New FPI regime to keep off foreign funds with 'opaque' structures

Foreign funds with 'opaque' structures would not be allowed to invest in Indian capital markets under the streamlined Foreign Portfolio Investor (FPI) framework for overseas investors.

While the FPI regime which will kick in from next month, brings together all foreign investor classes such as Foreign Institutional Investors (FIIs), their sub-accounts and Qualified Foreign Investors (QFIs), it has divided FPIs into three categories as per their risk profiles.

All new foreign investors wishing to invest in Indian markets would also need to register as FPIs, according to the Securities and Exchange Board of India. However, SEBI said, "opaque structures" will not be allowed to register as FPIs.

FIIs use complex multi-fund structures for possible round-tripping or money laundering activities through such structures such as multi-class share vehicle (MCV) or protected cell companies (PCCs), according to SEBI.

PCCs comprise of various cells, having funds of various investors, but with legal segregation and protection of assets and liabilities for each cell.

To register themselves as FPIs, foreign funds would need to submit declaration and undertakings that they were not operating as PCCs, MCVs or any such equivalent structures.

"However, an FPI applicant will not be considered as opaque structure and will be considered for grant of registration if it is required by its regulator or under any law to ring fence its assets and liabilities from other funds / sub funds," SEBI said.

To be eligible to register as FPIs, the foreign fund should be structures being regulated in their home jurisdiction and the funds or their sub-funds should satisfy broad-based eligibility criteria.

The applicants should give an undertaking to provide information regarding its beneficial owners as and when SEBI seeks this information.

Under the new regime, select FPIs, excluding high-risk profile entities, only would be allowed to issue participatory notes.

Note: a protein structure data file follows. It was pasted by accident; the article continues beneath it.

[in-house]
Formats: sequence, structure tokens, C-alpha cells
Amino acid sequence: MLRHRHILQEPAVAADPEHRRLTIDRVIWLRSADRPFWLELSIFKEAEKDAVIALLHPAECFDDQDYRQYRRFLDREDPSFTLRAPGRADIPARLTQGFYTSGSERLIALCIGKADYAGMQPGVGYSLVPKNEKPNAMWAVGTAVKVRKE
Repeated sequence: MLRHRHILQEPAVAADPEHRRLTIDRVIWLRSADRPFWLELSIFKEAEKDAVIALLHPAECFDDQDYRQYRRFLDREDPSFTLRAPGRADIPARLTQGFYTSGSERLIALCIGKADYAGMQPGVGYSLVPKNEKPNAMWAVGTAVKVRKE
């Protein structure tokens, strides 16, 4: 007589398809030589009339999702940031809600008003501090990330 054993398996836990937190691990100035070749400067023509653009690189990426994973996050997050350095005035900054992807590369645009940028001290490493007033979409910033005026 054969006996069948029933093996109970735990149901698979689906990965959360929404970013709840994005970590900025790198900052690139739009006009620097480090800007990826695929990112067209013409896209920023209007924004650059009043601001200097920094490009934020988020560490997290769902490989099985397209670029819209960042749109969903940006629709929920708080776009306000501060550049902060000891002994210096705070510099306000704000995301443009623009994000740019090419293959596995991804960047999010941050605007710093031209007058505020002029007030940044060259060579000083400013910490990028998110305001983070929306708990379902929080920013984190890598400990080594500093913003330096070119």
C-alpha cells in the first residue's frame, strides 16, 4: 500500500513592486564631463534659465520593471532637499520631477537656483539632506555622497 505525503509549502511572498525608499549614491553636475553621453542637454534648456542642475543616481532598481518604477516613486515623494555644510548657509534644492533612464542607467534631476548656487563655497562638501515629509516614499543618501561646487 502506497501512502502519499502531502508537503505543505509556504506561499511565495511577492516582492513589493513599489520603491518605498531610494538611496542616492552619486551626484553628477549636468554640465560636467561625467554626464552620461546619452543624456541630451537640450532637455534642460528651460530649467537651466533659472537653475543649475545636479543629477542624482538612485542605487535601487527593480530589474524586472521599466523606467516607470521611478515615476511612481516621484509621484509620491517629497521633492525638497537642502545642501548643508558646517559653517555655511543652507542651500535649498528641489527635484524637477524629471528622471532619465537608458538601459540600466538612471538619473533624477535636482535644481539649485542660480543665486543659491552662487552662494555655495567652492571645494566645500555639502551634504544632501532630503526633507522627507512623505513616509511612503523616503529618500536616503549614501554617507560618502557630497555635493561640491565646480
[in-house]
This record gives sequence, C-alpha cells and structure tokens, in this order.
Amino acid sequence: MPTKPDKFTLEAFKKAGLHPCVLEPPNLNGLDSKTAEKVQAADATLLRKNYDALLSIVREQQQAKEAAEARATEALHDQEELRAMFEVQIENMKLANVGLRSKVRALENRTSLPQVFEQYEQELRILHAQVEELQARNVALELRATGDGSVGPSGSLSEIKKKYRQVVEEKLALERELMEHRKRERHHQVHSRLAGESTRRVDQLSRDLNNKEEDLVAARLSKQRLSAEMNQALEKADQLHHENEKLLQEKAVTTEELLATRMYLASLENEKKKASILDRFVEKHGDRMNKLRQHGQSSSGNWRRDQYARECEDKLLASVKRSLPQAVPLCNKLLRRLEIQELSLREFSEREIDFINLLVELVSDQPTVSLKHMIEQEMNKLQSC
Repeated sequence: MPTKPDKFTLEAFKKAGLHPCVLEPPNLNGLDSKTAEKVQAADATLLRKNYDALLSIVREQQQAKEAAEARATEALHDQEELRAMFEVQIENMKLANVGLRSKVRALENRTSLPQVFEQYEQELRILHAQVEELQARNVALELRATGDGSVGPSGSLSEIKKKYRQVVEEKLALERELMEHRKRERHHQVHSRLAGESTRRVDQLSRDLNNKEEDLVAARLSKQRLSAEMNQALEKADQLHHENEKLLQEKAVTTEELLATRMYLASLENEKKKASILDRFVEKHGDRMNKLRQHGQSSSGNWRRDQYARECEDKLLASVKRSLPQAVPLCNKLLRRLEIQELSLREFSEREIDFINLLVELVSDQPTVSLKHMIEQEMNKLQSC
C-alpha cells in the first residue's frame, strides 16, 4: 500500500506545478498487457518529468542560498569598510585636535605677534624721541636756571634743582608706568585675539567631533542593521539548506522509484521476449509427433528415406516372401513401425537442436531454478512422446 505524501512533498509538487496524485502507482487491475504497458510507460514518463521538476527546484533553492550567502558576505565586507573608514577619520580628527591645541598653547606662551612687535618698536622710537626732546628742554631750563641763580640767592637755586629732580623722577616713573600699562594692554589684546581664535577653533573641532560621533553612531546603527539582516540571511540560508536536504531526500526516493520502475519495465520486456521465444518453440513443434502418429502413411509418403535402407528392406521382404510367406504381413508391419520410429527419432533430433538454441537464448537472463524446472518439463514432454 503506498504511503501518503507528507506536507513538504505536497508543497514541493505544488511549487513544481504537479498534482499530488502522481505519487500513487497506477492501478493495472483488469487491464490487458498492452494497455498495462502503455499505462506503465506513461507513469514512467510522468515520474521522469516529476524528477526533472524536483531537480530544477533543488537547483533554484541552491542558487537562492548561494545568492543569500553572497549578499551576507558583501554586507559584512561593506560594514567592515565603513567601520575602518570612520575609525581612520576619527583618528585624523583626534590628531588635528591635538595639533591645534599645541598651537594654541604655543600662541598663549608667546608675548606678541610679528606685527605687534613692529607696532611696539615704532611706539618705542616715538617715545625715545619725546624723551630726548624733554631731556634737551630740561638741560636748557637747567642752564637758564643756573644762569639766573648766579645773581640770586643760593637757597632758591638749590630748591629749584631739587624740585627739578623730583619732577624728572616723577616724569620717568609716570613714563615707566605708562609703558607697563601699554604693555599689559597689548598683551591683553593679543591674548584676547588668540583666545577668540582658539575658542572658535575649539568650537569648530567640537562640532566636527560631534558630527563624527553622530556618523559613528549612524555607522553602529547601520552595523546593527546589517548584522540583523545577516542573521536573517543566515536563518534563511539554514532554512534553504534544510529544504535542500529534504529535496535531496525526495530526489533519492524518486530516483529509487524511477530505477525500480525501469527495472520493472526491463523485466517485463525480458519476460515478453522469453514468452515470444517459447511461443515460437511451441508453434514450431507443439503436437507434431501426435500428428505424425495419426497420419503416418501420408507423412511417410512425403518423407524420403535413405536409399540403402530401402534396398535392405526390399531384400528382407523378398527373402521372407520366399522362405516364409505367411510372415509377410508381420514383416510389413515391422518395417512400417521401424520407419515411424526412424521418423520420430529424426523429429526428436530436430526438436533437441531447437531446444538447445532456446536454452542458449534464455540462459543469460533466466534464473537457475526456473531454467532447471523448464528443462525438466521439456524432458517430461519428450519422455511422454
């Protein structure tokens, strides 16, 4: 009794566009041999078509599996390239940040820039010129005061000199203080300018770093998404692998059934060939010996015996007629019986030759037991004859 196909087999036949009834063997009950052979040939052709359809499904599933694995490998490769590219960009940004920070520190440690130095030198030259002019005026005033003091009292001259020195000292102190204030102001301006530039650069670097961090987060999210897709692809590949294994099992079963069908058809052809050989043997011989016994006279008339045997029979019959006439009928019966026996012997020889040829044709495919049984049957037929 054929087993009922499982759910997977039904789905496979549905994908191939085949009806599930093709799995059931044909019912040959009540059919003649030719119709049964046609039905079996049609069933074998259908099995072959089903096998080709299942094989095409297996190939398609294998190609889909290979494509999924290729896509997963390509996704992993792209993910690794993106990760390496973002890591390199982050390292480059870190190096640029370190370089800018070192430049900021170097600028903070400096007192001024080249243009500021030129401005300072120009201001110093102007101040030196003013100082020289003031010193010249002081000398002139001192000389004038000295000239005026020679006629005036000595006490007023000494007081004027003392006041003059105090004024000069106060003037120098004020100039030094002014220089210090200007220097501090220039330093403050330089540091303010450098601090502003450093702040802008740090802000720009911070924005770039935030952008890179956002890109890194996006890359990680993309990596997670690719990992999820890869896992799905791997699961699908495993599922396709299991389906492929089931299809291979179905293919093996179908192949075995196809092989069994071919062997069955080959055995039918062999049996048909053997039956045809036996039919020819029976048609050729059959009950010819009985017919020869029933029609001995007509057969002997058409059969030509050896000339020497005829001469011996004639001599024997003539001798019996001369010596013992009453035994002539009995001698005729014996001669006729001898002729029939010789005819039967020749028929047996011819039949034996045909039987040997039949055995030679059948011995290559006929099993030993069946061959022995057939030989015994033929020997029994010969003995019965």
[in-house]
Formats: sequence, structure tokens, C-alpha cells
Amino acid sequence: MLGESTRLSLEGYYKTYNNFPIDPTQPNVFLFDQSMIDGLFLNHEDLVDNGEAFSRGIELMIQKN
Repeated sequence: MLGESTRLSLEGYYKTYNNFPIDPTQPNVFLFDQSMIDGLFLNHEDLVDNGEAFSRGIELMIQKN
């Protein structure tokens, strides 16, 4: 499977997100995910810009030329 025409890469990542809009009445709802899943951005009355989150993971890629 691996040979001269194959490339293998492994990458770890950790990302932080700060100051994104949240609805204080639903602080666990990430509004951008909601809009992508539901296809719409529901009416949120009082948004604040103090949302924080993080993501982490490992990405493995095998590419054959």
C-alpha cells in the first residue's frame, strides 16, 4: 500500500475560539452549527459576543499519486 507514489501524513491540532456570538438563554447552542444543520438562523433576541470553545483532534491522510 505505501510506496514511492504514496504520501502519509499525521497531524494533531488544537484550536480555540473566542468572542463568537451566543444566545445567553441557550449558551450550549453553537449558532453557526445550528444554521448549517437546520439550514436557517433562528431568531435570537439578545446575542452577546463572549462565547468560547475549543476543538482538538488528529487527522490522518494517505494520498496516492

P-Notes are widely used by overseas high net-worth individuals (HNIs), hedge funds and sub-accounts of foreign institutional investors to invest in Indian markets through registered FIIs as it saves them time and cost.

For the time being, however, foreign funds that have already issued offshore derivative instruments under the existing FII regime will be allowed to continue to make use of the tool in order to ensure a seamless transition, SEBI said.

"Unregulated" foreign funds will not be allowed to issue offshore derivative instruments.

"The ODI (offshore derivative instruments) positions under FII Regulations can continue under the Foreign Portfolio Investors (FPI) regime.

"Also the subscribers who have subscribed to ODIs under FII Regulations can continue to subscribe to ODIs under the FPI regime," SEBI said in a detailed note on its new FPI guidelines.

SEBI said existing entities, which did not have positions through P-Notes, can continue to issue these instruments to registered clients.

"ODI issuers may continue to issue ODIs to those subscribers even if there is a change in their investment manager, provided the incoming investment manager is a regulated entity," the regulator said.

While Category-I FPIs, which deal with entities backed by foreign government, can issue, subscribe to or otherwise deal in ODIs in the same manner as it is being presently done under the FII regime, SEBI has prohibited certain entities under 'Category-II,' or medium-risk investors, from issuing P-Notes.

"Provided that those unregulated broad-based funds, which are classified as Category-II foreign portfolio investor by virtue of their investment manager being appropriately regulated, shall not issue, subscribe or otherwise deal in offshore derivatives instruments directly or indirectly," SEBI said.

All other FPIs would come under Category-III.